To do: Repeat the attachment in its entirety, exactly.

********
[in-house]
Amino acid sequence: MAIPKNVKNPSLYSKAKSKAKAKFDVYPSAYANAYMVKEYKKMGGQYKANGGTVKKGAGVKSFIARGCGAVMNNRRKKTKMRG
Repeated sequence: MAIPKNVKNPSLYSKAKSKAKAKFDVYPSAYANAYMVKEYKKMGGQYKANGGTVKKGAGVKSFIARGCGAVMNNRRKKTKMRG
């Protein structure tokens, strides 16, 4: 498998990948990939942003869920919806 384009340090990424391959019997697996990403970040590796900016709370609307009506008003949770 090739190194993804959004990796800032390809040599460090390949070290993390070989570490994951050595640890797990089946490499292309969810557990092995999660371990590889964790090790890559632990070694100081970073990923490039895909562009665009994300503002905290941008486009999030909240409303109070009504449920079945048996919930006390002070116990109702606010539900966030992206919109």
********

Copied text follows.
[in-house]
Amino acid sequence: MAIPKNVKNPSLYSKAKSKAKAKFDVYPSAYANAYMVKEYKKMGGQYKANGGTVKKGAGVKSFIARGCGAVMNNRRKKTKMRG
Repeated sequence: MAIPKNVKNPSLYSKAKSKAKAKFDVYPSAYANAYMVKEYKKMGGQYKANGGTVKKGAGVKSFIARGCGAVMNNRRKKTKMRG
């Protein structure tokens, strides 16, 4: 498998990948990939942003869920919806 384009340090990424391959019997697996990403970040590796900016709370609307009506008003949770 090739190194993804959004990796800032390809040599460090390949070290993390070989570490994951050595640890797990089946490499292309969810557990092995999660371990590889964790090790890559632990070694100081970073990923490039895909562009665009994300503002905290941008486009999030909240409303109070009504449920079945048996919930006390002070116990109702606010539900966030992206919109």